Transfer Student Tips


The first few years of my career as a full-time piano teacher have included a lot of transfer students.  At my first full-time job out of grad school I took over a studio of about 25 students at an existing music school and then added about 10 more new beginners.  In January of last year I added about 15 students at a homeschool group in the area when their teacher left to stay home with her first baby.  Then, this past fall I changed studios for my afternoon teaching to teach closer to home, giving me another group of transfer students!  Most of us would prefer to start our own beginners and teach them for many years, but it doesn’t always happen that way.  Here’s some tips for helping ease the transition to a new teacher from my experience with transfer students.

  1. Take time to get to know them and learn about their previous piano experience: I always feel like I want to get to the music quickly and not “waste time” on too much talking, but with a transfer student you can learn a lot by just talking to them.  Everything you can learn about their previous lesson experiences will help you be a better teacher to them.
  2. Ease into changes:  If your teaching methods and style seem to be very different from the previous teacher, don’t try to change everything all at once.  Some students may be used to a very light practice load and slow progress.  If you think they need to move much quicker make the adjustment slowly over time, don’t shock them by expecting them to suddenly practice 5 times as much as they were before! The same applies to technique issues, make note of what you would like to change, but don’t expect it to change overnight.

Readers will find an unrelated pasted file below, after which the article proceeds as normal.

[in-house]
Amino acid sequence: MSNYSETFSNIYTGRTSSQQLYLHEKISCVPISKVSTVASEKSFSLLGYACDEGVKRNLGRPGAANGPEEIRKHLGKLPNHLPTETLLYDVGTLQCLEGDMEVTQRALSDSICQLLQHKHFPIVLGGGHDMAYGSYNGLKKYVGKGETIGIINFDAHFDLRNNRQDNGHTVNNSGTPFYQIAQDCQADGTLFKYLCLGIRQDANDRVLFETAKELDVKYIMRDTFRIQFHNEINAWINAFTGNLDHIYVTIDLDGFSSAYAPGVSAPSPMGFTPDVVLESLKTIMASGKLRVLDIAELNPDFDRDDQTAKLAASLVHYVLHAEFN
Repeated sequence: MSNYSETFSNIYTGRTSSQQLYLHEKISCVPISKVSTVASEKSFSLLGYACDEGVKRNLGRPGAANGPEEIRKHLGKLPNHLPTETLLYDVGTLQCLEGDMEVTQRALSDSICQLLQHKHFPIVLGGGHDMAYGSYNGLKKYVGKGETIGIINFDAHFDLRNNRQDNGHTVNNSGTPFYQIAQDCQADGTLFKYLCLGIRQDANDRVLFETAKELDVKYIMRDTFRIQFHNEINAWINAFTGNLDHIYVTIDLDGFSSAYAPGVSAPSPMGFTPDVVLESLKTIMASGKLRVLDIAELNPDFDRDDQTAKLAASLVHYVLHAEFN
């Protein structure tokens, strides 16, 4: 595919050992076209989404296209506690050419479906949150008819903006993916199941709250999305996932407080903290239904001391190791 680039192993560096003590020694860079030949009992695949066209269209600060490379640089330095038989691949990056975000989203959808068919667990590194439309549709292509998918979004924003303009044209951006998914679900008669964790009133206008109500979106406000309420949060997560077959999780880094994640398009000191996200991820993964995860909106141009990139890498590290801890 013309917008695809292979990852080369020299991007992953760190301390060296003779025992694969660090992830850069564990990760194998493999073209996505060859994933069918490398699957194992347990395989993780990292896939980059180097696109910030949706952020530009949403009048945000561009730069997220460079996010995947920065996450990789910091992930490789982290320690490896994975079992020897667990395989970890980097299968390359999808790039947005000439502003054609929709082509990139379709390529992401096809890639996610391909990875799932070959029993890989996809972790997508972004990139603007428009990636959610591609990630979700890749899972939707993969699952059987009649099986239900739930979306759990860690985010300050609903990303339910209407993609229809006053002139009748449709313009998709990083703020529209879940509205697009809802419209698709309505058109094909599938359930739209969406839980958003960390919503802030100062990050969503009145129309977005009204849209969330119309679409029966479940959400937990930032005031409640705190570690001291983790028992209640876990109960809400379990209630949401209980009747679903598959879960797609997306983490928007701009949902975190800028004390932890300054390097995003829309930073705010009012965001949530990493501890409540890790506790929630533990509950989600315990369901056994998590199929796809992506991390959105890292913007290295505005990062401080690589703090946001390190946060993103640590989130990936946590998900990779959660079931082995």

3. Compliment them early and frequently:  Make them feel smart and valued.  If you are making lots of changes to their playing they may need a confidence boost.  Find things to compliment and praise frequently so that they feel valued in your studio.
  4. Be slow to judge their previous teacher:  How would you like your teaching judged based on one student who left your studio?  You can’t get the full picture of someone’s teaching based on one transfer student.  Be slow to judge and don’t speak poorly of them to others, especially your new student.  We all have weaknesses as teachers, but hopefully we are all striving to continually improve.

What are your some of your experiences with transfer students?  Share with us any important tips we missed!

Author: Spring

Spring Seals, NCTM, teaches 60 piano students ranging from age 3 to 70 in Fort Worth, Texas. She also serves as the Director of Certification for TMTA. She is passionate about helping teachers become more effective in their studios through professional development, new resources, and fresh ideas.